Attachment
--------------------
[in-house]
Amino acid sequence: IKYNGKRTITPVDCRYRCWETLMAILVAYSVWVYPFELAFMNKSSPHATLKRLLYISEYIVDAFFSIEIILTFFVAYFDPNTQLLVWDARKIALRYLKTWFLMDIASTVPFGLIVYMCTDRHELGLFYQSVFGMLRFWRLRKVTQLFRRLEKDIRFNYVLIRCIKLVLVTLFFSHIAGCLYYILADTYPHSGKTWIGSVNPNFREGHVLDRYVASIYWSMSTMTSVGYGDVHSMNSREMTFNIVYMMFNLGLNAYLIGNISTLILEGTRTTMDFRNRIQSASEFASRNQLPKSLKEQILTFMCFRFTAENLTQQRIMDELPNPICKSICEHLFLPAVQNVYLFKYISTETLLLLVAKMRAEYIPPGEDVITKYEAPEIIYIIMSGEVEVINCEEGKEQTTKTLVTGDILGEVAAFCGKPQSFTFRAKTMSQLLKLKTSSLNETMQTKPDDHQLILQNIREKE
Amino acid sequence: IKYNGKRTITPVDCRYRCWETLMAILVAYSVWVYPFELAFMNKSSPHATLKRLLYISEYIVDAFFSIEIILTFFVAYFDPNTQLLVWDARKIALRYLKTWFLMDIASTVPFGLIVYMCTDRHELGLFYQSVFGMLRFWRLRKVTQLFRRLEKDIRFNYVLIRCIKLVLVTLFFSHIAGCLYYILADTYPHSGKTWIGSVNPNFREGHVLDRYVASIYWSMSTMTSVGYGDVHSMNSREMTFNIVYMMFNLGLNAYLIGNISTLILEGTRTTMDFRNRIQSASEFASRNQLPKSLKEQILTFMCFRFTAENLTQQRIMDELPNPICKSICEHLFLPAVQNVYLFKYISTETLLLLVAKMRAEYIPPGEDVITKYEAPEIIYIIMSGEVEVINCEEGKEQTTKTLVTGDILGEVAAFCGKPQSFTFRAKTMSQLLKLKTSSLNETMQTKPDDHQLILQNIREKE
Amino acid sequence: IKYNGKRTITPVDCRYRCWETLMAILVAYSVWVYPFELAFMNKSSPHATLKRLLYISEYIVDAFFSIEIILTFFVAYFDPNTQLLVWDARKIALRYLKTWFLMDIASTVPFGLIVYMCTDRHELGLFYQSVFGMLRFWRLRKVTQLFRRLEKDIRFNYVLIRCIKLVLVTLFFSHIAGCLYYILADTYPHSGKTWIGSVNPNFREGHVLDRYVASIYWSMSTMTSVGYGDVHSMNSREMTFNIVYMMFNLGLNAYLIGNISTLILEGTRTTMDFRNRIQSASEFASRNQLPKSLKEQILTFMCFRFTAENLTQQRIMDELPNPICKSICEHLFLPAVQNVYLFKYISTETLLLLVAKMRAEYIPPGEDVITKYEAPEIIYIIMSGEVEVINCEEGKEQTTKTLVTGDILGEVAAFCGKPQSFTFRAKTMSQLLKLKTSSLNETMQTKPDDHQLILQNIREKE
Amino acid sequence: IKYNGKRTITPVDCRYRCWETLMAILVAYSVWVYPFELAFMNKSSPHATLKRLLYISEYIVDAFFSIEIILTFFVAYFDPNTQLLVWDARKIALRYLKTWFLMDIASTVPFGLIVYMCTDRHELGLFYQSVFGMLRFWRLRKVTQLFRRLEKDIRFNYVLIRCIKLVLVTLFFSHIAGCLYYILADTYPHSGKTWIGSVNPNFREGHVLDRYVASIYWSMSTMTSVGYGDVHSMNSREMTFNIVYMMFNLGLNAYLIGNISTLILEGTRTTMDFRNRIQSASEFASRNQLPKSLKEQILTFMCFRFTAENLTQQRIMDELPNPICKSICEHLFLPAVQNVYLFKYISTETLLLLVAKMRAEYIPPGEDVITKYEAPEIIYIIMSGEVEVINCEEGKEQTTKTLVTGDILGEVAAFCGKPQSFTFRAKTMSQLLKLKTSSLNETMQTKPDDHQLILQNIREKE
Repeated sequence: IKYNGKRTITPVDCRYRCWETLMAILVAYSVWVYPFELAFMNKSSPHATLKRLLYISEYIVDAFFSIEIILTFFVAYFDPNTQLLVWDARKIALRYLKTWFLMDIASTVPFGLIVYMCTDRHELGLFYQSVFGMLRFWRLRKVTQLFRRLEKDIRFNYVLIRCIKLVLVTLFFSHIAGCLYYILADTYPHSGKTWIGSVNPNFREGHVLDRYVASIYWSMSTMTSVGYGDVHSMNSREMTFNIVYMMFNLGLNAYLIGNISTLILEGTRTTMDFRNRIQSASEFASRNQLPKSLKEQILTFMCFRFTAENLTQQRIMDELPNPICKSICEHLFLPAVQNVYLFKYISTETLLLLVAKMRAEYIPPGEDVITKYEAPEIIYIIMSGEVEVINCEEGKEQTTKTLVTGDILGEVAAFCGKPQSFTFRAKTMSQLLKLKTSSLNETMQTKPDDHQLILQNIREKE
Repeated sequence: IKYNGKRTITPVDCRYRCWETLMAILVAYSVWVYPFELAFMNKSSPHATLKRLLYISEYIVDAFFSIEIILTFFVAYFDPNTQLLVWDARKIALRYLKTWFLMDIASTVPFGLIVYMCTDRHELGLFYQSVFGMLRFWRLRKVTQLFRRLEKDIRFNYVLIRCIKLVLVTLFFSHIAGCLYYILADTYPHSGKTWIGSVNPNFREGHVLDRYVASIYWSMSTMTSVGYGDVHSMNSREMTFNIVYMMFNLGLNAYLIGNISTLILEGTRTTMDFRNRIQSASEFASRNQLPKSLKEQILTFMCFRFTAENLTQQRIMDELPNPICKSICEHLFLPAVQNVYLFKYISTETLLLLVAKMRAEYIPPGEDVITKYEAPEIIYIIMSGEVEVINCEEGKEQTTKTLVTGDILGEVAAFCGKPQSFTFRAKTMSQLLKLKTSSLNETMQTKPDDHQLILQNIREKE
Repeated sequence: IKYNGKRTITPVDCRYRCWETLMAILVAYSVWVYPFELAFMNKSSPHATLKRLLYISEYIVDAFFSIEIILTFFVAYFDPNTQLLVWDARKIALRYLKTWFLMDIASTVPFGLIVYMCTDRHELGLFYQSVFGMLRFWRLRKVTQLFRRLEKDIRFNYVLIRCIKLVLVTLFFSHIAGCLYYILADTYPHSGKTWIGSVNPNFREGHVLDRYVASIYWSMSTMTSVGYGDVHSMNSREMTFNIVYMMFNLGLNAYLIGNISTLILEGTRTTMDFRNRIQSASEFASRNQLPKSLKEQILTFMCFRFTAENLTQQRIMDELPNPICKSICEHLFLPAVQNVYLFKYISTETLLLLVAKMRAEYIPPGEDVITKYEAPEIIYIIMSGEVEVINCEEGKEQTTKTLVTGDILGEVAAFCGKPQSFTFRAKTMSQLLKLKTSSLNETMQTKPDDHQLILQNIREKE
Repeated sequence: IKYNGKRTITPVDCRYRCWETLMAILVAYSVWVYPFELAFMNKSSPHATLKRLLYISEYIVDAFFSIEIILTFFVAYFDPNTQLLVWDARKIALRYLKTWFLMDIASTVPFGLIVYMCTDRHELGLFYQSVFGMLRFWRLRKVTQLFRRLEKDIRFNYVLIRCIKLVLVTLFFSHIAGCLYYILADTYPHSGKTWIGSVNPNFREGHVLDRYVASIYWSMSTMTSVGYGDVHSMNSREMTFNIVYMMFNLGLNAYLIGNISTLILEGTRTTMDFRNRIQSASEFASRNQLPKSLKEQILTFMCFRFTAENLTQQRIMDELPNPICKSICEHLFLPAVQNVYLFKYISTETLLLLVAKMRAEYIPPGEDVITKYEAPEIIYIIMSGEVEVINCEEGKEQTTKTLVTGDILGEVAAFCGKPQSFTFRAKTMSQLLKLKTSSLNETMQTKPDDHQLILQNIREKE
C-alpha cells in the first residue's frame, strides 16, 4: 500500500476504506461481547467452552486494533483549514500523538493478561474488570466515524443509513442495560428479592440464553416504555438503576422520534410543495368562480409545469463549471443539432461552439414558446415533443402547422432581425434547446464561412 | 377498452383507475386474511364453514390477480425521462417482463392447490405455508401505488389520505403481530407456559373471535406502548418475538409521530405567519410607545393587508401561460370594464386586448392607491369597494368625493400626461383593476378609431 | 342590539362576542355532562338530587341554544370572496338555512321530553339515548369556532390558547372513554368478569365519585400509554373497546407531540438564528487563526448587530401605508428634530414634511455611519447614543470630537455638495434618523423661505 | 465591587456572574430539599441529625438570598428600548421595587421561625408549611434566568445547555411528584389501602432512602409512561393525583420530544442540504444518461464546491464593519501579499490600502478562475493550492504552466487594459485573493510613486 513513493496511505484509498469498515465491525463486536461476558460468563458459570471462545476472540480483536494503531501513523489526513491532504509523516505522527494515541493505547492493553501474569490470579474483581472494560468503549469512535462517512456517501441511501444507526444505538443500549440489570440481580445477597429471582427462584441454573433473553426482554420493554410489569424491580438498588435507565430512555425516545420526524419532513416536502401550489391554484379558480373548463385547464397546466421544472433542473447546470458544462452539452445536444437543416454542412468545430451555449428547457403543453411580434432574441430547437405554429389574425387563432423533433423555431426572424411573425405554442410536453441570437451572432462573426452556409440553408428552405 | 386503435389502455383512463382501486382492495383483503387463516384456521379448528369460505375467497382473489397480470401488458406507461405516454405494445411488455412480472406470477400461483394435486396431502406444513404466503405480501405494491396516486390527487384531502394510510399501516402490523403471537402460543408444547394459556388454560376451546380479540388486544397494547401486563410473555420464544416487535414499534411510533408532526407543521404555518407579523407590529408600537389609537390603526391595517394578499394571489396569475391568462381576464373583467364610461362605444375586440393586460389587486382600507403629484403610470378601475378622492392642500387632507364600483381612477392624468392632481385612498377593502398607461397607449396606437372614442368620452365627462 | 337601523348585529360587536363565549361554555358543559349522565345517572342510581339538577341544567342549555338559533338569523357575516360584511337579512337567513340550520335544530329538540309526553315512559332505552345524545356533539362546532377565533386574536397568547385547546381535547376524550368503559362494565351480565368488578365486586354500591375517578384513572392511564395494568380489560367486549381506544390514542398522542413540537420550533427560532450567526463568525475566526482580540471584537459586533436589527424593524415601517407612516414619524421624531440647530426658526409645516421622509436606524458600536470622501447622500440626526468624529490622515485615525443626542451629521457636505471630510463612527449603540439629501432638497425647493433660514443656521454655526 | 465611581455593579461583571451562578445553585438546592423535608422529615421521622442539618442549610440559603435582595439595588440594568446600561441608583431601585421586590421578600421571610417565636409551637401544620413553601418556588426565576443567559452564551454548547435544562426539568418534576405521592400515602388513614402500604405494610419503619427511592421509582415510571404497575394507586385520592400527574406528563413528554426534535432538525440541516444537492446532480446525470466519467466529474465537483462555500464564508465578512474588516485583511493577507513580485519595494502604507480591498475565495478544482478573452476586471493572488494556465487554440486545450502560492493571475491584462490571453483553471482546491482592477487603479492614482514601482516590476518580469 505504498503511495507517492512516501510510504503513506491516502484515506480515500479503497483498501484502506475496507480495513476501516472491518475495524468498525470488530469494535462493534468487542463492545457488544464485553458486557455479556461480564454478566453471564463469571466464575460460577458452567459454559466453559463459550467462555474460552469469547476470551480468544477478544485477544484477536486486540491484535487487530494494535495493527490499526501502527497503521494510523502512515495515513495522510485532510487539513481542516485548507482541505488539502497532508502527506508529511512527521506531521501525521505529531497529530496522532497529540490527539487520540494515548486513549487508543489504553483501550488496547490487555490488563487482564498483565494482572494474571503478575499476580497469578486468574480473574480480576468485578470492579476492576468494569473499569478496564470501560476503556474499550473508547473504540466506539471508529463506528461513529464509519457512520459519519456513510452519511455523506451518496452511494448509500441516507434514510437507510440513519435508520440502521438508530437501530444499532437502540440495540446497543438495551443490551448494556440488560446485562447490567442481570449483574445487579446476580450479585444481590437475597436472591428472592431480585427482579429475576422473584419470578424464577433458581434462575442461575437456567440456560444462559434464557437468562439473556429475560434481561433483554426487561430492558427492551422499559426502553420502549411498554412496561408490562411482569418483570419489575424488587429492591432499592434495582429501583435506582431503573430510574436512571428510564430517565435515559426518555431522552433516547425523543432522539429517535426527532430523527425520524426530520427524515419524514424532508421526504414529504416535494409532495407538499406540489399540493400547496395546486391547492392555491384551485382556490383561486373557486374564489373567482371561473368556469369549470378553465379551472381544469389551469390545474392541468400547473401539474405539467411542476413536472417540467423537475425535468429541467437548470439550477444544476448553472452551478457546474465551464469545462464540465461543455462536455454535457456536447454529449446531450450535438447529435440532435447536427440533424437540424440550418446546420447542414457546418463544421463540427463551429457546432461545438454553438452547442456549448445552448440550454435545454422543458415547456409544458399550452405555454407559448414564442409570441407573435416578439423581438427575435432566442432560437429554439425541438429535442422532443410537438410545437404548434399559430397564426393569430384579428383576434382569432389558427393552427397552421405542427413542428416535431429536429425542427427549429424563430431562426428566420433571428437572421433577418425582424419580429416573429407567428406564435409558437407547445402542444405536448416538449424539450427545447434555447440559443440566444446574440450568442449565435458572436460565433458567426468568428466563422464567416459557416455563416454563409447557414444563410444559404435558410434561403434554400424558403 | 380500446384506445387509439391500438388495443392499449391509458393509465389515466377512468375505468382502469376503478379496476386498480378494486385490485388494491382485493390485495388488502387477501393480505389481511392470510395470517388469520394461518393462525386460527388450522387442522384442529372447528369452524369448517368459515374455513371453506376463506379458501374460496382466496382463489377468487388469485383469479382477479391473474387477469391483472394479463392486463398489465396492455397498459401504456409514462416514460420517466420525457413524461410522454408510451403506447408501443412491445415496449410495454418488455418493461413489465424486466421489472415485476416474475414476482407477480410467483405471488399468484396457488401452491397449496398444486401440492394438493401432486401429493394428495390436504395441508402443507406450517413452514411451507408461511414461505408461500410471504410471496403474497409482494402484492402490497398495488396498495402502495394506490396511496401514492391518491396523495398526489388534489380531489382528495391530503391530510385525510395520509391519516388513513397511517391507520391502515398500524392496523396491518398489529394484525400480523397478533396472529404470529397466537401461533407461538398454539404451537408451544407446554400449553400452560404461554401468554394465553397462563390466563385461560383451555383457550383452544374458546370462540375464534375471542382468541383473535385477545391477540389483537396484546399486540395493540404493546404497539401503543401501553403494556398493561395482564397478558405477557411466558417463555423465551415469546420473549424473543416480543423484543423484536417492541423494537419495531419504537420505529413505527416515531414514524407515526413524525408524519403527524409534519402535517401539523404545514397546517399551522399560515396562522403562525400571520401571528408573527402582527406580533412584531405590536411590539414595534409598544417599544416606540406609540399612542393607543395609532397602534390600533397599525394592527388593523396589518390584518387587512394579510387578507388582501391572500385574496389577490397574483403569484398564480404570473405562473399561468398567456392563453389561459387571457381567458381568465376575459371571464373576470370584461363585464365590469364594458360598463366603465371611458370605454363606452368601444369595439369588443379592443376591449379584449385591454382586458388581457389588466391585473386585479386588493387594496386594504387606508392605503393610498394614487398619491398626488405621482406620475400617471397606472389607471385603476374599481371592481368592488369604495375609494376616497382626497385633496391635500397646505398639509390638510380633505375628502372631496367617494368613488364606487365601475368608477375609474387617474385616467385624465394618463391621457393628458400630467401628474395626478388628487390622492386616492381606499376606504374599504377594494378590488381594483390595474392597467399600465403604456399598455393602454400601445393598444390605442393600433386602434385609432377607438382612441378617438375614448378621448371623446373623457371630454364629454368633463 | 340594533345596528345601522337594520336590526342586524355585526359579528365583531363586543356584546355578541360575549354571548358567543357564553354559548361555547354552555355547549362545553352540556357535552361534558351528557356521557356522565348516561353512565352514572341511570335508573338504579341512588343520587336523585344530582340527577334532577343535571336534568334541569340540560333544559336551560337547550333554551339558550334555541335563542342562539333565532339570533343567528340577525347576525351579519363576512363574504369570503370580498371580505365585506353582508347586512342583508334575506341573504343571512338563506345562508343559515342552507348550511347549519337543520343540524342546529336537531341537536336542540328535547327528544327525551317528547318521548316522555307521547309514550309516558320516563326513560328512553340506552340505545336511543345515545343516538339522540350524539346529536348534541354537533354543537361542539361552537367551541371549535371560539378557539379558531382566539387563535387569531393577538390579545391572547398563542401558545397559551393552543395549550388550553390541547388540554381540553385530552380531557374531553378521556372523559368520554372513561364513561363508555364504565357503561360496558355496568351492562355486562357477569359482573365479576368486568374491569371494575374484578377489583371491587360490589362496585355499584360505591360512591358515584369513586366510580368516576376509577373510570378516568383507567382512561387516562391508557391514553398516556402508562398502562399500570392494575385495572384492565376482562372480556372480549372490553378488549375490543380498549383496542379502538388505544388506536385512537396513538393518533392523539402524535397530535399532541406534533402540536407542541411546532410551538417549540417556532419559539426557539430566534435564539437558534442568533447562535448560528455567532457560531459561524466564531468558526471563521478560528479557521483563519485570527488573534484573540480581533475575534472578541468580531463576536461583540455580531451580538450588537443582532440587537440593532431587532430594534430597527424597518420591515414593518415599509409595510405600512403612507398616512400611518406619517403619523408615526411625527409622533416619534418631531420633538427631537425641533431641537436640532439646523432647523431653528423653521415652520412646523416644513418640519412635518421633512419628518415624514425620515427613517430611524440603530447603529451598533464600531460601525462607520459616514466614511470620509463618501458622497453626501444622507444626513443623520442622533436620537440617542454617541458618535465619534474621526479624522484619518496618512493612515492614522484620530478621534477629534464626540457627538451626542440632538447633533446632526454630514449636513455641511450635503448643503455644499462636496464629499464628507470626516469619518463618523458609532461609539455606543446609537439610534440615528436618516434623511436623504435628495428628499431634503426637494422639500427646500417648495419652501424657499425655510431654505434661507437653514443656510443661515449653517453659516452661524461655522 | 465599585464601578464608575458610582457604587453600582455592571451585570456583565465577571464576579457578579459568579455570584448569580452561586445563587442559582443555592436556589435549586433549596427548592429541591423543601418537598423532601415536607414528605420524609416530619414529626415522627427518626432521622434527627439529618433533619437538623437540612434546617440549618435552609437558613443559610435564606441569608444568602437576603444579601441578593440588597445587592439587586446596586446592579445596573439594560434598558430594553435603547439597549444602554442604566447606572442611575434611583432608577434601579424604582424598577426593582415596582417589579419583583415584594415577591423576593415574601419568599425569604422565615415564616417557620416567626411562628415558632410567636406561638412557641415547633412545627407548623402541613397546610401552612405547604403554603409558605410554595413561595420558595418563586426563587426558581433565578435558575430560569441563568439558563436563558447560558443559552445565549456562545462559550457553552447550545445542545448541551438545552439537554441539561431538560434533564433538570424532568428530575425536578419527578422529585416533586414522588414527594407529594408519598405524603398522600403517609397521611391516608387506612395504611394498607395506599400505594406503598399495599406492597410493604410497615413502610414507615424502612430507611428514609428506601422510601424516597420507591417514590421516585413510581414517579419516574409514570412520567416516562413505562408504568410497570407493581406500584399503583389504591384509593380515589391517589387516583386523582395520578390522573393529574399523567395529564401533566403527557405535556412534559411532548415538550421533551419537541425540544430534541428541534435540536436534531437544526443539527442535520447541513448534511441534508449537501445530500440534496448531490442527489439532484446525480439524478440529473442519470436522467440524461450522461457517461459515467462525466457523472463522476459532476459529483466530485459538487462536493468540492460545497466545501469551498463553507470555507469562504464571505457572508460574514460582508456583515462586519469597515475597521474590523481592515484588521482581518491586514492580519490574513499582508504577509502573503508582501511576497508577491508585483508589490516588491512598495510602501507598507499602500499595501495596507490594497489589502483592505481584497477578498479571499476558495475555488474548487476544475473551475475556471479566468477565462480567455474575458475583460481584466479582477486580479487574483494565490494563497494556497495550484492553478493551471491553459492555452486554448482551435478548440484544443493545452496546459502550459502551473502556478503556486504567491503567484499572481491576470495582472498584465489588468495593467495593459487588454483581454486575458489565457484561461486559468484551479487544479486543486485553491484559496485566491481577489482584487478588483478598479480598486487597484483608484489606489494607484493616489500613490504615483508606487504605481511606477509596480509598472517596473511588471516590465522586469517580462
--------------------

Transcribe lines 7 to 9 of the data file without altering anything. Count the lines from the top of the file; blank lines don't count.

Repeated sequence: IKYNGKRTITPVDCRYRCWETLMAILVAYSVWVYPFELAFMNKSSPHATLKRLLYISEYIVDAFFSIEIILTFFVAYFDPNTQLLVWDARKIALRYLKTWFLMDIASTVPFGLIVYMCTDRHELGLFYQSVFGMLRFWRLRKVTQLFRRLEKDIRFNYVLIRCIKLVLVTLFFSHIAGCLYYILADTYPHSGKTWIGSVNPNFREGHVLDRYVASIYWSMSTMTSVGYGDVHSMNSREMTFNIVYMMFNLGLNAYLIGNISTLILEGTRTTMDFRNRIQSASEFASRNQLPKSLKEQILTFMCFRFTAENLTQQRIMDELPNPICKSICEHLFLPAVQNVYLFKYISTETLLLLVAKMRAEYIPPGEDVITKYEAPEIIYIIMSGEVEVINCEEGKEQTTKTLVTGDILGEVAAFCGKPQSFTFRAKTMSQLLKLKTSSLNETMQTKPDDHQLILQNIREKE
Repeated sequence: IKYNGKRTITPVDCRYRCWETLMAILVAYSVWVYPFELAFMNKSSPHATLKRLLYISEYIVDAFFSIEIILTFFVAYFDPNTQLLVWDARKIALRYLKTWFLMDIASTVPFGLIVYMCTDRHELGLFYQSVFGMLRFWRLRKVTQLFRRLEKDIRFNYVLIRCIKLVLVTLFFSHIAGCLYYILADTYPHSGKTWIGSVNPNFREGHVLDRYVASIYWSMSTMTSVGYGDVHSMNSREMTFNIVYMMFNLGLNAYLIGNISTLILEGTRTTMDFRNRIQSASEFASRNQLPKSLKEQILTFMCFRFTAENLTQQRIMDELPNPICKSICEHLFLPAVQNVYLFKYISTETLLLLVAKMRAEYIPPGEDVITKYEAPEIIYIIMSGEVEVINCEEGKEQTTKTLVTGDILGEVAAFCGKPQSFTFRAKTMSQLLKLKTSSLNETMQTKPDDHQLILQNIREKE
Repeated sequence: IKYNGKRTITPVDCRYRCWETLMAILVAYSVWVYPFELAFMNKSSPHATLKRLLYISEYIVDAFFSIEIILTFFVAYFDPNTQLLVWDARKIALRYLKTWFLMDIASTVPFGLIVYMCTDRHELGLFYQSVFGMLRFWRLRKVTQLFRRLEKDIRFNYVLIRCIKLVLVTLFFSHIAGCLYYILADTYPHSGKTWIGSVNPNFREGHVLDRYVASIYWSMSTMTSVGYGDVHSMNSREMTFNIVYMMFNLGLNAYLIGNISTLILEGTRTTMDFRNRIQSASEFASRNQLPKSLKEQILTFMCFRFTAENLTQQRIMDELPNPICKSICEHLFLPAVQNVYLFKYISTETLLLLVAKMRAEYIPPGEDVITKYEAPEIIYIIMSGEVEVINCEEGKEQTTKTLVTGDILGEVAAFCGKPQSFTFRAKTMSQLLKLKTSSLNETMQTKPDDHQLILQNIREKE